It's often said that hell was invented to keep people in line. The threat of eternal torment keeps people on the straight and narrow: a stick to go with the carrot of eternal life. I've no doubt that there's some truth in this: I know people who are genuinely terrified of going to hell and I have every reason to suspect that it modifies their behaviour. But I've always found it a bit weird. If I believed in a perfect afterlife - I mean really believed - I wouldn't need threats. I'd do everything I could to get there. I can say this with confidence because for me to believe in heaven, I'd need to have incontrovertible evidence. I'd know that heaven existed and how to get there. It surprises me that so many people who claim to believe in heaven 100% seem to emphasise the idea of hell so much when they talk to people.
All that aside, I think there's another reason hell was invented. It's makes a good excuse to convert people to believe what you believe. It's needed. Humans tend to have a strong desire to have others think the same way they do, but they also seem to have a resistance to forcing others to do so. It doesn't always seem that way, but look at the prevalence of religious 'accomodationism' at the moment. Accomodationists are non-religious people who get upset when atheists mock religion or even when they publically proclaim their atheism. They seem to feel that we shouldn't rock the boat and people's beliefs are their own business. Ironically, of course, accomodationists often tell atheists what they ought to believe, but my point is that they seem to be motivated by a reluctance to tell people what to think. When there's a reason to modify people's behaviour, however, we have no such qualms. We tell our children not to do dangerous things, for example. We teach scientists how to think about evidence and use logic and so on.
So perhaps this is what the idea of hell is for. A belief in heaven would seem to be sufficient to ensure spreading of the word. If you believed in heaven, why wouldn't you want to tell people about it so they can go too? But is it enough to make someone actively try to convert people? For most people, I suspect not. Trying to convert someone must be quite an uncomfortable experience for both parties and people tend to resist situations like that. Certainly, it makes you wonder why Jehova's Witnesses seem so keen to convert everyone, when they believe that there are only 144,000 places in heaven. You'd think they'd want to keep it quiet. But add the threat of hell in and it makes it easier to overcome that uncomfortable feeling. It makes it feel like you're doing it for their benefit, rather than yours. It's an appeal to the empathy that the non psychopathic among us share.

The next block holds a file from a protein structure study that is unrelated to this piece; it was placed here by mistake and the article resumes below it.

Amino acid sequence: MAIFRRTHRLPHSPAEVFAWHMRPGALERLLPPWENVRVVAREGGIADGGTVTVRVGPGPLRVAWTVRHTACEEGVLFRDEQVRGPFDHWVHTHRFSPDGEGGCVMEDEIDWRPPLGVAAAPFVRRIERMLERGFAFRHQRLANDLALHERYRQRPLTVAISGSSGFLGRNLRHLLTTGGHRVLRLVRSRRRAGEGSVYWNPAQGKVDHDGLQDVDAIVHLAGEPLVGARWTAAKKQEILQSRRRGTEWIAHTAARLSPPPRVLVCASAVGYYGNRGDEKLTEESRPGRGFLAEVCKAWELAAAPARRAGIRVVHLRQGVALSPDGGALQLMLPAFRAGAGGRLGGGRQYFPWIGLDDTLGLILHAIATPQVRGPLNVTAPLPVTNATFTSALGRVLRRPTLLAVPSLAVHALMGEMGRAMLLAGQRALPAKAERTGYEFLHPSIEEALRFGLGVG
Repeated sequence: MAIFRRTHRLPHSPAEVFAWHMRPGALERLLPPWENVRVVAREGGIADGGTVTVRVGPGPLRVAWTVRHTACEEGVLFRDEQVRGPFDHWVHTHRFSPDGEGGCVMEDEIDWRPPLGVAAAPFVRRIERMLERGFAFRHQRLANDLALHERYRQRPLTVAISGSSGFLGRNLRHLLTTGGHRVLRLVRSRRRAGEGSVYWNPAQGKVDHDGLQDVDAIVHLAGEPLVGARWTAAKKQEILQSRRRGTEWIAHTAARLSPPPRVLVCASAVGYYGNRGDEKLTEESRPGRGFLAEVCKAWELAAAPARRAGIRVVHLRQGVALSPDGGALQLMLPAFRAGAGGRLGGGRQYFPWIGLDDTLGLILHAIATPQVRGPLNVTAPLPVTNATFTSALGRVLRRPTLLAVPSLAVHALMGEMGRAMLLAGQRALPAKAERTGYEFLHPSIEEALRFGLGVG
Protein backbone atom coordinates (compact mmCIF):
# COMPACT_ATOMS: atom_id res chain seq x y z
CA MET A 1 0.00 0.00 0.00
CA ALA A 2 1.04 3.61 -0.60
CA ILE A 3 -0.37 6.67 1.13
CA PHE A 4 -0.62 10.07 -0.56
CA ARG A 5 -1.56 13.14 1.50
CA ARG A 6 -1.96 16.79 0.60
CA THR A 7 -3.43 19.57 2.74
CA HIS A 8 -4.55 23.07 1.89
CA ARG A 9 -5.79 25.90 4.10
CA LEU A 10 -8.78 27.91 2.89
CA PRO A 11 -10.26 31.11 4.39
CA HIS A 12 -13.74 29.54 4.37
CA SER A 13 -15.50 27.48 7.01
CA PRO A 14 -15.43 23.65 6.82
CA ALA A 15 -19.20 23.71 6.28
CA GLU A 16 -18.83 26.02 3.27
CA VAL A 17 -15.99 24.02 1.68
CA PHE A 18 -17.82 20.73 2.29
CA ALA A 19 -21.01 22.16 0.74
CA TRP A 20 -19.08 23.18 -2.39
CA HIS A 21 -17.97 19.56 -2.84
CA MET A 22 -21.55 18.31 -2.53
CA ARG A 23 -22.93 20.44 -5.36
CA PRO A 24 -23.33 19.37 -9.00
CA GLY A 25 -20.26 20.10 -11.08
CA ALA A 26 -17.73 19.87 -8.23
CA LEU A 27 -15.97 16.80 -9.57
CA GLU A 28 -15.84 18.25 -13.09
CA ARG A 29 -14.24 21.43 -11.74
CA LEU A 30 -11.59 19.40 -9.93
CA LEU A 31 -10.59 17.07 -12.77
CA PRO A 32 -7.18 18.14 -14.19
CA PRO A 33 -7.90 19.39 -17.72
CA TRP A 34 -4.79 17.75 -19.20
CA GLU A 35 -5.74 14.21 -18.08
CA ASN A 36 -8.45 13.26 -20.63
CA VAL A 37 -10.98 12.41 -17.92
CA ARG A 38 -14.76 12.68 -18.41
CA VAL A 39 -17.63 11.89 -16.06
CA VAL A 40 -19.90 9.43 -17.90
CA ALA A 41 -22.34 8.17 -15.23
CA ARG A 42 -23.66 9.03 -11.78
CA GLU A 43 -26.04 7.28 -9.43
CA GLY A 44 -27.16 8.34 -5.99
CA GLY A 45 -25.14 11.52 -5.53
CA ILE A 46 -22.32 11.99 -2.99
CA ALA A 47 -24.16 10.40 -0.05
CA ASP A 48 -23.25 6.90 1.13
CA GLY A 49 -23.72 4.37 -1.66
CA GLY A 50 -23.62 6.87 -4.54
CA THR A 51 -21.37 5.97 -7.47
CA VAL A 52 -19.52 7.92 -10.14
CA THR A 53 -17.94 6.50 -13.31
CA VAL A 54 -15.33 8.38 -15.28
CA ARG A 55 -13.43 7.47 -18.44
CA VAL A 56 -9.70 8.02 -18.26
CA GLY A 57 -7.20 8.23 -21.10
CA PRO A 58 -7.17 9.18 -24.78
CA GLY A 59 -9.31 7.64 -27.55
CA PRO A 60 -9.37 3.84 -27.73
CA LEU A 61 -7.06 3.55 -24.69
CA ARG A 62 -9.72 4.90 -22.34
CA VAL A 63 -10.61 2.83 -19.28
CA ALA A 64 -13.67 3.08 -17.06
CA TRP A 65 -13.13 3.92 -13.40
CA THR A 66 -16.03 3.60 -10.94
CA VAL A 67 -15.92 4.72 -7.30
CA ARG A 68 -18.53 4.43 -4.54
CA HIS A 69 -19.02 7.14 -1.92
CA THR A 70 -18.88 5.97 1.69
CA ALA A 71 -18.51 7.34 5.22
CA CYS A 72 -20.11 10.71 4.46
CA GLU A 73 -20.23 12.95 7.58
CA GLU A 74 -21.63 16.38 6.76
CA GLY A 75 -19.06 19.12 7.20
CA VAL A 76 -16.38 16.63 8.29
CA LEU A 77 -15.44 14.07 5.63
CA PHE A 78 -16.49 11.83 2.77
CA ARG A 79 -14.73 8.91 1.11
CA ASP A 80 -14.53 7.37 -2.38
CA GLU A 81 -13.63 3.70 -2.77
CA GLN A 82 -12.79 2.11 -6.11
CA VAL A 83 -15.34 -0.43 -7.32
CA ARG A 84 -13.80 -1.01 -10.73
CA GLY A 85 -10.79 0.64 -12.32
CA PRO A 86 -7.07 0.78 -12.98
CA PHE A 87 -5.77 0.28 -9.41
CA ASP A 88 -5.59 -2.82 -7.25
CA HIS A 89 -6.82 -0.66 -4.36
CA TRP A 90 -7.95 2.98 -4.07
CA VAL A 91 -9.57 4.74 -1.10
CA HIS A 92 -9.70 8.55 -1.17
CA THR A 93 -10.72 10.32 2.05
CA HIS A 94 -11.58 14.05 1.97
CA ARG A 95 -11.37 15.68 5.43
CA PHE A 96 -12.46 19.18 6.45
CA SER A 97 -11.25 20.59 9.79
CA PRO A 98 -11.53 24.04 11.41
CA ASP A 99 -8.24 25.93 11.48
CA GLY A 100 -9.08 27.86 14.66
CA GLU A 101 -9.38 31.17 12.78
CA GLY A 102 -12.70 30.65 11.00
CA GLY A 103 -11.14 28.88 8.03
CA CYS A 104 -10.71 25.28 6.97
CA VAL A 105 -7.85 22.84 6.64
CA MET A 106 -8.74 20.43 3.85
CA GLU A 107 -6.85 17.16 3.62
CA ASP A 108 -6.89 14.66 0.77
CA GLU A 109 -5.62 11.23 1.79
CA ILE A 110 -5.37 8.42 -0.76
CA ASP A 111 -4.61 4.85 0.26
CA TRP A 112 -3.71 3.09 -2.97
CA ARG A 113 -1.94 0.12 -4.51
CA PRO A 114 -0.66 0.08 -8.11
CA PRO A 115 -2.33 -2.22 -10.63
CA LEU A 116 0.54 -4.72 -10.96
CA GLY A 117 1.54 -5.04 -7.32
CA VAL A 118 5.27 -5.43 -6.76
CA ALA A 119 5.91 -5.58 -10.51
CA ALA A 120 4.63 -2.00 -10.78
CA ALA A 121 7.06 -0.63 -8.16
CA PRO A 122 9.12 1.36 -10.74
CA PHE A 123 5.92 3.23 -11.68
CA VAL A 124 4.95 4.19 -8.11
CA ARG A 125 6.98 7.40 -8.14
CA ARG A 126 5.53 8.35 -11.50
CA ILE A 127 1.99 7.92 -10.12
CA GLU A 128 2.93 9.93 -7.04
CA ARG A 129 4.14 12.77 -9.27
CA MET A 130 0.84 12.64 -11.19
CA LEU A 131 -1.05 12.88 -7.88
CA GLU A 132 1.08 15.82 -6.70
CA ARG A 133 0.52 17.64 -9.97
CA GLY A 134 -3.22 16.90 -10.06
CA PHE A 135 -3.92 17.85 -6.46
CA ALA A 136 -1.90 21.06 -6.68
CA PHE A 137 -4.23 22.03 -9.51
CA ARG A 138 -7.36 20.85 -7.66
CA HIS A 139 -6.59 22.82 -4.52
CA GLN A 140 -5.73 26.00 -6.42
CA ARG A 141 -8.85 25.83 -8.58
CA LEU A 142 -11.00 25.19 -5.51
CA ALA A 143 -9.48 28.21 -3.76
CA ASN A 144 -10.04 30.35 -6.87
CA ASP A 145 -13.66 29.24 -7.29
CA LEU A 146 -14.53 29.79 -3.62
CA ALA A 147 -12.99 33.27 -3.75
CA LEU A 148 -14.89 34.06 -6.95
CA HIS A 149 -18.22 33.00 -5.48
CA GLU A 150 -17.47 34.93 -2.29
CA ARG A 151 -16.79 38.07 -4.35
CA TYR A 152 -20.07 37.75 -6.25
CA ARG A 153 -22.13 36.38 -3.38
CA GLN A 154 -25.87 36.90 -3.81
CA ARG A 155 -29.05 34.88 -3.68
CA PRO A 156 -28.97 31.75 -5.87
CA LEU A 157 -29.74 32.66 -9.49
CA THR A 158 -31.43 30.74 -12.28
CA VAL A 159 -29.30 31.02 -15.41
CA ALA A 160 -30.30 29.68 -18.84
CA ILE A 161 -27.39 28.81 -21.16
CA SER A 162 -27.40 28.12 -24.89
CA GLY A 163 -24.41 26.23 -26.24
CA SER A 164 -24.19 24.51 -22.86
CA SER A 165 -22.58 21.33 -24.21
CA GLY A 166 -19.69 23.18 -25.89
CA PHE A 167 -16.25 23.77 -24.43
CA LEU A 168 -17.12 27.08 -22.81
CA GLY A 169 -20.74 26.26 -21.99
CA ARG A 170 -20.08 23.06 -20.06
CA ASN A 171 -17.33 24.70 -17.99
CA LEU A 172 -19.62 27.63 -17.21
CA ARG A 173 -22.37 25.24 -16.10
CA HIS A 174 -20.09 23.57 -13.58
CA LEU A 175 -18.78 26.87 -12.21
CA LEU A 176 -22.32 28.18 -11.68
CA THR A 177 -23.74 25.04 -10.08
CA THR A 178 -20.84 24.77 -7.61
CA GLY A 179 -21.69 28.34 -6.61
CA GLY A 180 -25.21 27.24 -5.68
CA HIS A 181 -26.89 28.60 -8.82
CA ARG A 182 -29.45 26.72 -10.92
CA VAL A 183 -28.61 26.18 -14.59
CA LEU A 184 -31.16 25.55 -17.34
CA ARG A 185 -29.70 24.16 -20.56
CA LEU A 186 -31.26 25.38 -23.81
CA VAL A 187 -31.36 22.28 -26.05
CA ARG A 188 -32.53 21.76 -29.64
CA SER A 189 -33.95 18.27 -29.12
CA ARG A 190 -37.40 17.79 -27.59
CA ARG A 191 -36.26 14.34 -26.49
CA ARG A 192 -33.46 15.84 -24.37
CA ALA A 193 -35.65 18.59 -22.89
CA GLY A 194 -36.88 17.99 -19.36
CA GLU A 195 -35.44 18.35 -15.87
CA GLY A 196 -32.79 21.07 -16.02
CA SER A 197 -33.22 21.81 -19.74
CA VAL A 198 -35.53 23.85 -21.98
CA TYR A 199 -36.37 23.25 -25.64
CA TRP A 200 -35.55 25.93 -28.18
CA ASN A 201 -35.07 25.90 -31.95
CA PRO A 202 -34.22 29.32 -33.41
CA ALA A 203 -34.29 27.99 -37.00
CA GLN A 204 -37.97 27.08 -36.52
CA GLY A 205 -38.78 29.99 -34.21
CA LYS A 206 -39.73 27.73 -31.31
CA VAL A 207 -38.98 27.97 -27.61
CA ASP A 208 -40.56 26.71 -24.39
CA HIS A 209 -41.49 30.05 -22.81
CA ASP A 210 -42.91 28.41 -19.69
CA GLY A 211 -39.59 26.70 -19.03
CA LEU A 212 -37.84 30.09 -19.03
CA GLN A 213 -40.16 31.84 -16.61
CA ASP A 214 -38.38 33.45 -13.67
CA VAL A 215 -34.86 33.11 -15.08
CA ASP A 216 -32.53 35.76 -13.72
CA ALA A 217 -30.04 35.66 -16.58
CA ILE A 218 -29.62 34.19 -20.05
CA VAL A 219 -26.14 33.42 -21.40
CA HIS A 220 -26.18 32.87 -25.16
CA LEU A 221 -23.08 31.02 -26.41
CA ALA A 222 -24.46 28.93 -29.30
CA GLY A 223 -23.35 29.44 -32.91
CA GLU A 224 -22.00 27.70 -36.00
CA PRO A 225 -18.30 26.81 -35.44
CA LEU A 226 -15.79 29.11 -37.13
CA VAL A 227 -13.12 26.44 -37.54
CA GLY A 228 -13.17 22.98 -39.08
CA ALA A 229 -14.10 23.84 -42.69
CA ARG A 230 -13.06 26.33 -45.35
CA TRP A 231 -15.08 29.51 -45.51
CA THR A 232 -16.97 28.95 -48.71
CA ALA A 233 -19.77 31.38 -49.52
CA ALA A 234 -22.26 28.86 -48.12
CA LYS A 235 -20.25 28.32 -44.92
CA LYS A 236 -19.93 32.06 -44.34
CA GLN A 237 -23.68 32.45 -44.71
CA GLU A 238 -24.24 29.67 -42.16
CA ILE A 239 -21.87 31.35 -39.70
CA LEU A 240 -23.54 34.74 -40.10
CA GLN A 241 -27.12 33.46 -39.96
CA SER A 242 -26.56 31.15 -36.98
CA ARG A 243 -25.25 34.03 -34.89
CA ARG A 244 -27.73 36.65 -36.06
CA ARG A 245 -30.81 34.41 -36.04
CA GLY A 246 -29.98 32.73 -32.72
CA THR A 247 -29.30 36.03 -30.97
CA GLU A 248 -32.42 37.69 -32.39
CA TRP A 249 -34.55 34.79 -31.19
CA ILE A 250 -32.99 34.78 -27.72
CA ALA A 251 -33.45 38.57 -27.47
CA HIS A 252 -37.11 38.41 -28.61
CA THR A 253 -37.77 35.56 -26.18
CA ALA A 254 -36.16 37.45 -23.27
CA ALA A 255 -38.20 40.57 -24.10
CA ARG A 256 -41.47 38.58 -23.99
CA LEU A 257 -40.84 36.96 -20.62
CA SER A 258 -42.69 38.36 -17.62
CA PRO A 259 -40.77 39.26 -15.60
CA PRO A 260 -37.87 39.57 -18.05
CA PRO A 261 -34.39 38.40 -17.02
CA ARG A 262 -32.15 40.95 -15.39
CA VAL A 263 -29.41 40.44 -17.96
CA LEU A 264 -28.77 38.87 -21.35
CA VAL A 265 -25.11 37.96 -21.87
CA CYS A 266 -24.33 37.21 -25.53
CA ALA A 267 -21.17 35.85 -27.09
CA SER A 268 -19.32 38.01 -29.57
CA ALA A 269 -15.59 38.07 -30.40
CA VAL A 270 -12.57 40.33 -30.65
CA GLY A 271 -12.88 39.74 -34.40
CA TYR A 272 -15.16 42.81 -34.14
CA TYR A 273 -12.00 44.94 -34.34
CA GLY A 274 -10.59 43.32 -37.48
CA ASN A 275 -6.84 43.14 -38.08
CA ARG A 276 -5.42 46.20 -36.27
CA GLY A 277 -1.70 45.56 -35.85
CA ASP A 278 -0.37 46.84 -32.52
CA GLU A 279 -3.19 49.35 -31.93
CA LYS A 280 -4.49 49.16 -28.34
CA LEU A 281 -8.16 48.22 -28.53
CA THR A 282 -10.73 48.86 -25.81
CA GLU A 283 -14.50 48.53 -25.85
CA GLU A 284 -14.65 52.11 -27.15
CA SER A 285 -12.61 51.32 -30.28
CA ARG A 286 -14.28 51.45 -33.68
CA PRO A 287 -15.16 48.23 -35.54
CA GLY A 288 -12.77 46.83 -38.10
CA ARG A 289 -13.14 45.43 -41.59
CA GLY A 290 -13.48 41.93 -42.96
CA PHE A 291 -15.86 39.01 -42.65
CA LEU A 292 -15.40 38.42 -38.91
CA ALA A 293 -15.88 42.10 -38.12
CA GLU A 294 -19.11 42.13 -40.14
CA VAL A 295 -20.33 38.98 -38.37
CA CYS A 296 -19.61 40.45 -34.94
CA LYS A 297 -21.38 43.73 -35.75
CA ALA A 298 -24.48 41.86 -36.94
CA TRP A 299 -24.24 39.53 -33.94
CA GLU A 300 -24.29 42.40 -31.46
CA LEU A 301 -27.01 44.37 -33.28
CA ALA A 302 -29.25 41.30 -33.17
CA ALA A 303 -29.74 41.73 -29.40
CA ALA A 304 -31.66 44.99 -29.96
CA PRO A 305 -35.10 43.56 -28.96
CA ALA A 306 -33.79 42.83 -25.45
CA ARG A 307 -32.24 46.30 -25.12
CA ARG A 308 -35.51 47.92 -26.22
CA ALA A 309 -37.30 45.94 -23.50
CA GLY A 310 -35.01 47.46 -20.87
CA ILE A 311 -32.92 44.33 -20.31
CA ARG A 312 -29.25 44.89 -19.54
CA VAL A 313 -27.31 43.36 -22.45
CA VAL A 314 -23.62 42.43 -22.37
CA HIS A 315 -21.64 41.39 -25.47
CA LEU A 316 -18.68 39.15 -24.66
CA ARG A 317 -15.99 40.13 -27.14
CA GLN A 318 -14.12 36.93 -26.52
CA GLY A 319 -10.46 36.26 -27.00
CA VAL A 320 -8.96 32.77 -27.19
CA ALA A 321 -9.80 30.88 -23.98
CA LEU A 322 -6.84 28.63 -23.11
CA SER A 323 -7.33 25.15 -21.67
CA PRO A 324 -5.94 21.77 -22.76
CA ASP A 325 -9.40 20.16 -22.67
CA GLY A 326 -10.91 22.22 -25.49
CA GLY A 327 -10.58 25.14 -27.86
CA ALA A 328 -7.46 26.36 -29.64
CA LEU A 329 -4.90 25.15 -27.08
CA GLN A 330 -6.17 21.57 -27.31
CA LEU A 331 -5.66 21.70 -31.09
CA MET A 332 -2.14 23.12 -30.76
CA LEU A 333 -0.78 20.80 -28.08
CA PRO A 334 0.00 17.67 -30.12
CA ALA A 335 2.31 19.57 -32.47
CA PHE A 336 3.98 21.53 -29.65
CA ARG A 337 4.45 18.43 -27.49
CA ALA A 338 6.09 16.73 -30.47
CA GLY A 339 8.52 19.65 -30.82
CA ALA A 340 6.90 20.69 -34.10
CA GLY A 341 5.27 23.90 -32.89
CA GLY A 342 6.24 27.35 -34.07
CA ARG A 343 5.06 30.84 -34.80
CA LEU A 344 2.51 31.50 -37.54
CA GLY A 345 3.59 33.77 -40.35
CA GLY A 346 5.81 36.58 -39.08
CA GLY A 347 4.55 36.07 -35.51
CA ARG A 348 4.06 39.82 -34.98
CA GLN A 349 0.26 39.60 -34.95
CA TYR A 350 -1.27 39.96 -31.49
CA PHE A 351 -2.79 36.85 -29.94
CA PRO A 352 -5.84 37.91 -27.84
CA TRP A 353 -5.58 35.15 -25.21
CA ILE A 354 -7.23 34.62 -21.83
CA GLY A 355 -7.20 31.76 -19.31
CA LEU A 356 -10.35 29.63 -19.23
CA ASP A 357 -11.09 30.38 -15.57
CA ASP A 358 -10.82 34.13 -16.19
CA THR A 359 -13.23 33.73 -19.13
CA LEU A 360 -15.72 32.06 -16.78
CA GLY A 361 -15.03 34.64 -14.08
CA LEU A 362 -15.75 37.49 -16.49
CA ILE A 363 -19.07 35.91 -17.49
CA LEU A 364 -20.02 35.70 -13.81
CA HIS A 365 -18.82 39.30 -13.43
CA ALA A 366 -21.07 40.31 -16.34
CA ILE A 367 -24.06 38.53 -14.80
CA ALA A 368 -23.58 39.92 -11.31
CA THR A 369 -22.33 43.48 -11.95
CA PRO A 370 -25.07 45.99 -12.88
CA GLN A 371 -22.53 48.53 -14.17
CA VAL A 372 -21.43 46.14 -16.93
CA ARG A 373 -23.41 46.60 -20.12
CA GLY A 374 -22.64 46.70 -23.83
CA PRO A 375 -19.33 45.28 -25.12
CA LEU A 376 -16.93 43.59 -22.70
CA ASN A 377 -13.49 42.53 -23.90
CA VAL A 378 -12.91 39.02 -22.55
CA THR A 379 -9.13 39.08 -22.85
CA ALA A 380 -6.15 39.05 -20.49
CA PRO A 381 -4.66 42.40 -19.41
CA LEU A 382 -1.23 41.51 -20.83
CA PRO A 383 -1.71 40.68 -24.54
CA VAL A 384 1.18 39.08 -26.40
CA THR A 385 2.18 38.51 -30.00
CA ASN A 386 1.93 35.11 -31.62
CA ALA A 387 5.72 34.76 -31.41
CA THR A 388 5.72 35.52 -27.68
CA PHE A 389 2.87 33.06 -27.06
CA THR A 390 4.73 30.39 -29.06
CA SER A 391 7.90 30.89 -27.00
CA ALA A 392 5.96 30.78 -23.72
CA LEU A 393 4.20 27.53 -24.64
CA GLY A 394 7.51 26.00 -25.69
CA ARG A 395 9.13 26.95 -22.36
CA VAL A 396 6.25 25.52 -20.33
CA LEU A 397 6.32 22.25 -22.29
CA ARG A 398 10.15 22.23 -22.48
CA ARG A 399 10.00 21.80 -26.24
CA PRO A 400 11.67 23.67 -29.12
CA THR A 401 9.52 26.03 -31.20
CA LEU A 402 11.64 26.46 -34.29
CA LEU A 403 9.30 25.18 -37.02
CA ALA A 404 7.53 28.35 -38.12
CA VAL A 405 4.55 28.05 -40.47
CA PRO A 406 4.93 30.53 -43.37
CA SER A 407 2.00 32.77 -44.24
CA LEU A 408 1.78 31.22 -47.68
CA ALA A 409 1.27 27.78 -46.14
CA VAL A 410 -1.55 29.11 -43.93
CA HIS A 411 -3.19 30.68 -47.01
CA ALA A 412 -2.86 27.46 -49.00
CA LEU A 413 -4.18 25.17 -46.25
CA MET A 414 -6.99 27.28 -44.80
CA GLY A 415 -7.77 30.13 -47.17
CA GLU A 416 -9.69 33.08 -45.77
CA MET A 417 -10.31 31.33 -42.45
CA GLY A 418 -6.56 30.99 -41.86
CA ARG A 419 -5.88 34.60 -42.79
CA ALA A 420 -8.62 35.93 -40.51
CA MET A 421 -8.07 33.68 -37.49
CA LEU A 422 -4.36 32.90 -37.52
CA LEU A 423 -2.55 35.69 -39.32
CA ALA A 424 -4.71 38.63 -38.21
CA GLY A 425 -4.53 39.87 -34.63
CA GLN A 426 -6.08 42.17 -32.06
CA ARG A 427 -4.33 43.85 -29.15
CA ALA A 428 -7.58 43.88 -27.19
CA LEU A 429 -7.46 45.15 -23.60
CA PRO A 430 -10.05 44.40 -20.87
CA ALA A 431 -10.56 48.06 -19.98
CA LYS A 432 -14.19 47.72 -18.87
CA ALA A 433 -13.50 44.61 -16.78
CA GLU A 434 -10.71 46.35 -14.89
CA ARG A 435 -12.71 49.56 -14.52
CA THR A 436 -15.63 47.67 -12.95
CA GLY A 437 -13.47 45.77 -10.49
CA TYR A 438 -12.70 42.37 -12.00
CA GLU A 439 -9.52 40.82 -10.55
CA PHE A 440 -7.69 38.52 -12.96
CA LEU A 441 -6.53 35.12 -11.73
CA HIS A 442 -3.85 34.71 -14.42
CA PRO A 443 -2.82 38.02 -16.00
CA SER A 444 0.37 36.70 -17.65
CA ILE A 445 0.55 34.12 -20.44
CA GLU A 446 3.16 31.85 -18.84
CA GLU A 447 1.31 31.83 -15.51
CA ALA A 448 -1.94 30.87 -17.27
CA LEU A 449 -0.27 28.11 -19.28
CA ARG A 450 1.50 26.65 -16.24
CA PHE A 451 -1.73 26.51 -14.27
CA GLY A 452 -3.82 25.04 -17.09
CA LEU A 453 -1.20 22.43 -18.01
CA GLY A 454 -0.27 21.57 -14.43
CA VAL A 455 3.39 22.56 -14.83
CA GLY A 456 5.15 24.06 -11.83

Well, it's just a hypothesis and a lengthy digression. It was prompted by an unpleasant experience I had today. I drove past the school in our village today and there was a sign up advertising The Alpha Course. I suspect that for my wife, the journey took a turn for the worse from that point. My blood, tears and piss were all boiling.
Let me tell you about the alpha course. You might have seen their posters. They read "Does God exist?" and there are three tick boxes marked "Yes", "No" and "Probably". Not "Maybe", or "Possibly" or "Probably not": it's a pretty loaded question. Comically, atheists have been 'vandalising' these posters by ticking the 'No' box and rather less comically, someone was arrested for doing this.
Anyway, the alpha course masquerades as an open-minded, skeptical organisation, which seeks merely to discuss the existence of god. In reality, it is a sinister organisation which uses psychological techniques to convert people to a quite narrow version of christianity. Needless to say, it is quite a fundamentalist view which is quite concerned about 'curing' homosexuality and making sure people can't have abortions and everything else you'd expect. It has been widely criticised by the religious and irreligious alike for its narrow views, it's non-inclusive stance and its out and out batshit creepiness. There's a review of it here, which makes for interesting reading.
The alpha course is more than spreading the god delusion, which would be bad enough. It's creepy brainwashing and the idea that a school would endorse brainwashing by hiring out it's premises to these whackjobs is a disturbing one.